U.S. WOMEN'S OPEN
Daily Digest: Two Amateurs Have Rio on Their Minds July 5, 2016 | San Martin, Calif. By David Shefter and Ron Driscoll, USGA

Leona Maguire (right), seen here helping GB&I to a Curtis Cup victory in June, is likely going to represent Ireland in Rio next month. (USGA/Steven Gibbons)

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Booking a trip to Rio de Janeiro for the 2016 Summer Olympics was the furthest thing from Albane Valenzuela’s mind at the outset of the year. Then the 18-year-old amateur from Switzerland got an invitation to the ANA Inspiration in March, made the cut in the first women’s professional major championship of 2016 and shared low-amateur honors with 2015 U.S. Women’s Amateur champion Hannah O’Sullivan, earning enough Rolex Women’s World Ranking points for her father to start thinking about a possible Olympic berth.

Alberto Valenzuela, who played at UCLA from 1982-86, proceeded to plant the seed in his daughter’s mind.

“He told me maybe you should get a [sponsor’s] invite for Morocco,” said Albane of the Lalla Mayern Cup, a Ladies European Tour event scheduled for early May. “And if you play well there, you might get a chance [to make the Olympics].”

The top 60 in the Olympic Rankings as of July 11 qualify for the Games. Each country is limited to a maximum of four golfers, provided all are inside the top 15 of the Rolex Women’s Rankings. Otherwise, a country can send a maximum of two, with host Brazil guaranteed at least one spot.

After Valenzuela tied for fifth in Morocco and shared fourth in last month’s Tipsport Golf Masters, another LET event held in the Czech Republic, she jumped inside the top 60 and is currently No. 53. She is one of three amateurs who currently qualify and the top Swiss golfer, one spot ahead of Fabienne In-Albon, who is not in this week’s U.S. Women’s Open. The Olympic field becomes official on Monday, and Valenzuela appears to be a lock to qualify.

“It would be such an honor to play for Switzerland and be in the Olympic Village,” said Valenzuela, one of two amateurs in this week’s U.S. Women’s Open at CordeValle likely headed to Rio. Leona Maguire, the 2015 Mark H. McCormack Medal winner from the Republic of Ireland, is No. 49 in the Olympic Rankings. “It would be really exciting.”

Maguire, 21, a member of last month’s victorious Great Britain and Ireland Curtis Cup Team and a junior at Duke University, is currently the lone Irish representative for the Olympics. Friend and 2012 GB&I Curtis Cup teammate Stephanie Meadow has fallen out of the top 60, leaving Maguire as Ireland’s hope for an Olympic women’s golf medal. Meadow is a resident of Northern Ireland, but like countryman Rory McIlroy, who has since dropped out, had declared her intention to play for the republic.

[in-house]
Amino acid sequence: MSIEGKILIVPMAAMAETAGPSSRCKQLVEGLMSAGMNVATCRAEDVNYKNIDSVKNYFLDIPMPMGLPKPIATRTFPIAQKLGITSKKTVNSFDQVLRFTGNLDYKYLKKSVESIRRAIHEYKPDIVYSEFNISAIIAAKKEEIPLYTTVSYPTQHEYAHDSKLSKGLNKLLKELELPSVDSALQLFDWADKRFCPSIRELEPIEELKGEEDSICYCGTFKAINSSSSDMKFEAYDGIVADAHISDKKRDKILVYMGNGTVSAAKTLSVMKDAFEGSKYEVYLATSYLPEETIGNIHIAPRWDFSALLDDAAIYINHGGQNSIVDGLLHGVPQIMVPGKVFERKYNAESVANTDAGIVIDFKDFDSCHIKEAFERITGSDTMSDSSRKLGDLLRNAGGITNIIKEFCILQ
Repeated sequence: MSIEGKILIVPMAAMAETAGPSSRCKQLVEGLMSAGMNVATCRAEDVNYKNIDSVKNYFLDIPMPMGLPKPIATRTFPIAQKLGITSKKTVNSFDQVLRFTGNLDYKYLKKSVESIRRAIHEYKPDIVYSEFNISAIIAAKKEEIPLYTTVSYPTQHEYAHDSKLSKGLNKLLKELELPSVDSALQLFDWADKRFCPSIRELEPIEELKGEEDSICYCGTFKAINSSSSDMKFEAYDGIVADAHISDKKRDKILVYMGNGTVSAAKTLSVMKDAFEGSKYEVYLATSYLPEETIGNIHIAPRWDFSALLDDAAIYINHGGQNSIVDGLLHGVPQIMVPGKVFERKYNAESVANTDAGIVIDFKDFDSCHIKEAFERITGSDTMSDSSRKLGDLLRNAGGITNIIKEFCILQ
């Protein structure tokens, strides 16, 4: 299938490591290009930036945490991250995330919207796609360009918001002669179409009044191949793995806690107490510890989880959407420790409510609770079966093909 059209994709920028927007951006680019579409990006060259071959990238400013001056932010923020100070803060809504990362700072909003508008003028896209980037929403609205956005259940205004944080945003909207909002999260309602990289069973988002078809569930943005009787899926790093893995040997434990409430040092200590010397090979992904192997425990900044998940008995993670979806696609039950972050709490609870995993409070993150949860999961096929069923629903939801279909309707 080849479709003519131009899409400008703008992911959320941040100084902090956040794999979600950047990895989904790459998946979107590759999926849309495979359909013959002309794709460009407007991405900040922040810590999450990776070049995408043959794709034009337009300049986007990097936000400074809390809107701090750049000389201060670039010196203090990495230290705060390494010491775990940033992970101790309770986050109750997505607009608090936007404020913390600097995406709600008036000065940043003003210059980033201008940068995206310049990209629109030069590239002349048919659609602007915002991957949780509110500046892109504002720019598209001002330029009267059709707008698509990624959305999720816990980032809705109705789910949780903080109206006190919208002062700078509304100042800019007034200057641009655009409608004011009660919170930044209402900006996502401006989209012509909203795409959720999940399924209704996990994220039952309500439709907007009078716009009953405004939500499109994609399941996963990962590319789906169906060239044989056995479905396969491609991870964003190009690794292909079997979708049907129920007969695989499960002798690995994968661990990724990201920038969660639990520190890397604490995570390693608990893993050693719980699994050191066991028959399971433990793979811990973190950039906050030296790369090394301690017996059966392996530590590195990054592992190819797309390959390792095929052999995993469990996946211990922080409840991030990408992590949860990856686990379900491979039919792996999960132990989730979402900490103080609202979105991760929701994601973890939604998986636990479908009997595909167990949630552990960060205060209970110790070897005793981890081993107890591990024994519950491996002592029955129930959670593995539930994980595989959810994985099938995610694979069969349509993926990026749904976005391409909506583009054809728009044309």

“Hopefully after a good week I’ll be all set,” said Maguire, No. 2 in the latest Women’s World Amateur Golf Ranking™. “The Olympics would be an amazing opportunity. I’ve wanted to play in the Olympics for a long time. It would be an unbelievable experience.”

It’s an opportunity that is about to become reality.

Wie Looking to Rebound This Week

It has been two years since Michelle Wie captured the Women’s Open at Pinehurst No. 2, and a year since she gritted out an 11th-place showing at Lancaster (Pa.) Country Club in her title defense. Her excitement at competing in her 13th Women’s Open is obvious.

“I love the U.S. Open – it’s my favorite tournament of the year,” said Wie, 26. “Driving in here seeing the picture of me holding the trophy, that was pretty awesome and hopefully I can build on that confidence.”

Wie’s 2016 season has been, in her own words, a struggle – it includes eight missed cuts and a top finish of a tie for 25th, back in January. But after battling numerous injuries over the past two years, she reported on Tuesday that she is pain-free this week, and she is ever hopeful.

“I’ve been tinkering so much to try to figure out how I can play without pain,” said Wie. “I still have half the year left. It’s very early in July and I’m slowly building my confidence back. I’m still having fun out there. That’s the most important thing… I know I’m going to turn it around.”

Field Complete With Addition of Anderson

Amy Anderson, 23, of Oxbow, N.D., the 2009 U.S. Girls’ Junior champion, was added to the field on Tuesday as the 156th and last player in, barring any withdrawals over the next two days.

Anderson, the first alternate from the Becker, Minn., qualifying site, currently plays on the LPGA Tour. A member of the 2012 USA Curtis Cup Team, Anderson is competing in her second U.S. Women’s Open, having finished 63rd in 2011.

On Monday, two players entered the top 50 of the Rolex Women’s World Golf Rankings to become fully exempt. Su Oh, 20, of Australia, and Ayaka Watanabe, 22, of Japan, entered the top 50 at No. 39 and No. 46, respectively, to earn exemptions. Both players are making their second Women’s Open start.

Other additions to the field on Monday included Chih-Min Chien, 19, of Chinese Taipei; Cydney Clanton, 26, of Rockwell, N.C.; and Caroline Inglis, 22, of Eugene, Ore.

Chien was the first alternate out of the Fort Worth, Texas, site and a rising sophomore at Oklahoma State University. Clanton, a member of the LPGA Tour who played on the victorious 2010 USA Curtis Cup Team, was the first alternate from the Longmeadow, Mass., qualifying site. Inglis, who turned professional last week, was the first alternate from the DuPont, Wash., qualifying site.

David Shefter is a senior staff writer for the USGA. Email him at dshefter@usga.org. Ron Driscoll is the manager of editorial services for the USGA. Email him at rdriscoll@usga.org

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